I learned the difference between asana and yoga. Asana is part of the yoga but it is not THE yoga. Asana, the practice of doing physical postures, is the mirror, the therapist. The stimulus and feedback portion of the programming. It is where we bring our consciousness to authentically engage with our sensations, gage where we are at, so our yoga can be practiced with increased clarity. Its easy after years of asana and yoga practice to drive by certain portions. Our ego convinces us we don’t need to entertain these petty sensations anymore because we’ve been practicing for so long, we should already be grandfathered in to the pratyahara program. Enlightenment nepotism if you will.
But this would be a disservice, which I came to learn first hand and not for the first time (or second or third to be honest). After I cleaned up from the pity party which i indulged in generously, I decided to go back to basics. Take a good look at my practice – surya namaskar through savasana. (This isnt an ashtanga post per say, but I would be remiss if I didn’t mention how much having this practice during these times is a saving grace due to the capability of exploring my practice in my own space). I learned that my tea party wasnt an ambush, invitations were indeed sent out.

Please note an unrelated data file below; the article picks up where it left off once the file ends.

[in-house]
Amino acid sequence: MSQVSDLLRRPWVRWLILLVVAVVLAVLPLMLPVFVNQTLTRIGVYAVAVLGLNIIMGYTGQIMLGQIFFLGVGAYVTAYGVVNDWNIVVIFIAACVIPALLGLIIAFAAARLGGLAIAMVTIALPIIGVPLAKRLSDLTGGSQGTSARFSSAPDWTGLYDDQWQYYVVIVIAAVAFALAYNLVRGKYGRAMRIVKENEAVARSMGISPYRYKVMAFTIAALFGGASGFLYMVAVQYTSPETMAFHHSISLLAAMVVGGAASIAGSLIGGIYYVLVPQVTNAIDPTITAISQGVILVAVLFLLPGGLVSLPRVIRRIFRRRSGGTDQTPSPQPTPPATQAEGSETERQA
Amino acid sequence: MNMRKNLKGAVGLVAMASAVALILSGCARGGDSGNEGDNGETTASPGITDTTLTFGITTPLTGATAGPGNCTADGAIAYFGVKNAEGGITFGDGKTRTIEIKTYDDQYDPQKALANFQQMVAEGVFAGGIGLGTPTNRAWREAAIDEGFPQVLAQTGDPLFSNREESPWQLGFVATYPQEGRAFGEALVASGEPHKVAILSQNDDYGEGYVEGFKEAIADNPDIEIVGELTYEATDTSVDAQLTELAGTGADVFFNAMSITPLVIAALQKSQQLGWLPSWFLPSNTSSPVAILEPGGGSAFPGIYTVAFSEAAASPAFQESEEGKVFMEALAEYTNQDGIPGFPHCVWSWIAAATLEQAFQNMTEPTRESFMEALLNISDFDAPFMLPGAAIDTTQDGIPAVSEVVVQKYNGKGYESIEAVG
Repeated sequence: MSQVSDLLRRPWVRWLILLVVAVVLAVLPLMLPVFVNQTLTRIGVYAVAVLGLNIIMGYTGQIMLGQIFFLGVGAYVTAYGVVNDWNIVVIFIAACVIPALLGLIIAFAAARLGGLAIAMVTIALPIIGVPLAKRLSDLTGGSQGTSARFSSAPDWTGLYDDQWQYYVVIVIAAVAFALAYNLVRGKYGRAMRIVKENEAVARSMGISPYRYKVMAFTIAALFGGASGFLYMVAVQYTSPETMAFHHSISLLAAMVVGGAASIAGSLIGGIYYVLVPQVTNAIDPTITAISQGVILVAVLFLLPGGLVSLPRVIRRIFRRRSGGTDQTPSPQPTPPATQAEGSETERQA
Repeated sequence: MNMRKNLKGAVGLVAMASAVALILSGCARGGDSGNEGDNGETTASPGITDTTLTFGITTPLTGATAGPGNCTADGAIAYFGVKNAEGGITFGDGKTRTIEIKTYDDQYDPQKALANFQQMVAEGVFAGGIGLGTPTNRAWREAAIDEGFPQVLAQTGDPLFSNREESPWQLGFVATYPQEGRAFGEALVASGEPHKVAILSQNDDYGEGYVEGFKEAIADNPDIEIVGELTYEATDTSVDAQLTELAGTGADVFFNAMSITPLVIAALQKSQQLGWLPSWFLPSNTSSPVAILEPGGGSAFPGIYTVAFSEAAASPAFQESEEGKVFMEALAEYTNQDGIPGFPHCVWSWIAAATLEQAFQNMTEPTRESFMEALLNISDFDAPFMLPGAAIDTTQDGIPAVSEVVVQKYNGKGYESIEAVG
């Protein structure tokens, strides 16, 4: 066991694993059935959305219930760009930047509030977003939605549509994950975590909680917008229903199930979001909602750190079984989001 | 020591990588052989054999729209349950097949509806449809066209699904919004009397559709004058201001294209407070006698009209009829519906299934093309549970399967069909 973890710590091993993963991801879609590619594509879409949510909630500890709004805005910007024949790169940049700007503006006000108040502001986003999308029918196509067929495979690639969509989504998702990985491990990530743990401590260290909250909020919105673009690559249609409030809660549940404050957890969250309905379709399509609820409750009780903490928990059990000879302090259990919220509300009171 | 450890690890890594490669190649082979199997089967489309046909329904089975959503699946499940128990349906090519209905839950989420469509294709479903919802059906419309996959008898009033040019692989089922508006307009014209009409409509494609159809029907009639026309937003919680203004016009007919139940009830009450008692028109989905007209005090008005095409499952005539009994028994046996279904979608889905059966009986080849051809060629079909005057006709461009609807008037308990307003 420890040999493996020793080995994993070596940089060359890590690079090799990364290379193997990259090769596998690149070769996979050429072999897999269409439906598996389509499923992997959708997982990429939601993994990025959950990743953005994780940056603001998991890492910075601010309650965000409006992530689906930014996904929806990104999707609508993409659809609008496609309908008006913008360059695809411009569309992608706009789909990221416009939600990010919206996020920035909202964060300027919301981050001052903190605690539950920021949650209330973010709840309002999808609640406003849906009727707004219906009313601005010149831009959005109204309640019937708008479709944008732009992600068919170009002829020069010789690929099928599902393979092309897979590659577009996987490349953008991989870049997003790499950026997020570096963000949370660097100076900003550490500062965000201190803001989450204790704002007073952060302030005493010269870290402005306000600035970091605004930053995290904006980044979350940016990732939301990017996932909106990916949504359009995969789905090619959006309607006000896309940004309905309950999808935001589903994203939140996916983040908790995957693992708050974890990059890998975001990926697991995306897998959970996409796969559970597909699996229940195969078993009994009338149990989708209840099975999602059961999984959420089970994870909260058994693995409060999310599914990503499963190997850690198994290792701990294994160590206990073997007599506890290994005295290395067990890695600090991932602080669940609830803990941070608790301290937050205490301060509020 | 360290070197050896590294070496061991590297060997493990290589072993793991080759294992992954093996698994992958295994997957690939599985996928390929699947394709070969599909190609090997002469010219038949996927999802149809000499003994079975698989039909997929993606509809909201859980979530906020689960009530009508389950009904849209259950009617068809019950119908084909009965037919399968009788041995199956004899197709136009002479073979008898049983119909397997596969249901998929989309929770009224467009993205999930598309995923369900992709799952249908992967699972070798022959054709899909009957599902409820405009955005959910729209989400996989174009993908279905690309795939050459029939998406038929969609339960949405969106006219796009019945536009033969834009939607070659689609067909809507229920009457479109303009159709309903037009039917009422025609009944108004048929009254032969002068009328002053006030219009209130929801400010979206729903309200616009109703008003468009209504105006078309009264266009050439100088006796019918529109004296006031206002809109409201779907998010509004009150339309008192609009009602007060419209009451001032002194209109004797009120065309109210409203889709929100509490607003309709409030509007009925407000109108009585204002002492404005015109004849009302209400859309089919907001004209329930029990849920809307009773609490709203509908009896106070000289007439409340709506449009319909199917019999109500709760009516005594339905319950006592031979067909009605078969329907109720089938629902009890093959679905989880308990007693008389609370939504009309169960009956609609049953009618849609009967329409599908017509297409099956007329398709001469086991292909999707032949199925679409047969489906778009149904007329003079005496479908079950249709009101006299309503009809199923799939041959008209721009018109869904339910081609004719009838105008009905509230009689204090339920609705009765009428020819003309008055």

Here’s what I have understood thus far;
I am naturally bendy. Now, that could seem like a positive thing since “its so much easier to be good at yoga when youre bendy”, but here’s the truth… its easy to get lazy when you’re too bendy, similar to its easy to get rigid when youre too strong. And I’m not just talking about the physical body, the same principles apply to the energetic and consciousness realms as well.
When I took a deeper look in my mirror and consulted with my asana, I recognized some patterns. I had settled into a routine with my practice, a comfort zone of discomfort. In fact, it was such a cumulative apex of lackadaisical consciousness that until my health had failed and my heart had broken I really was pretty convinced I was putting in some solid work. But like a song that is sung entirely a half step flat, I was practicing in the wrong key.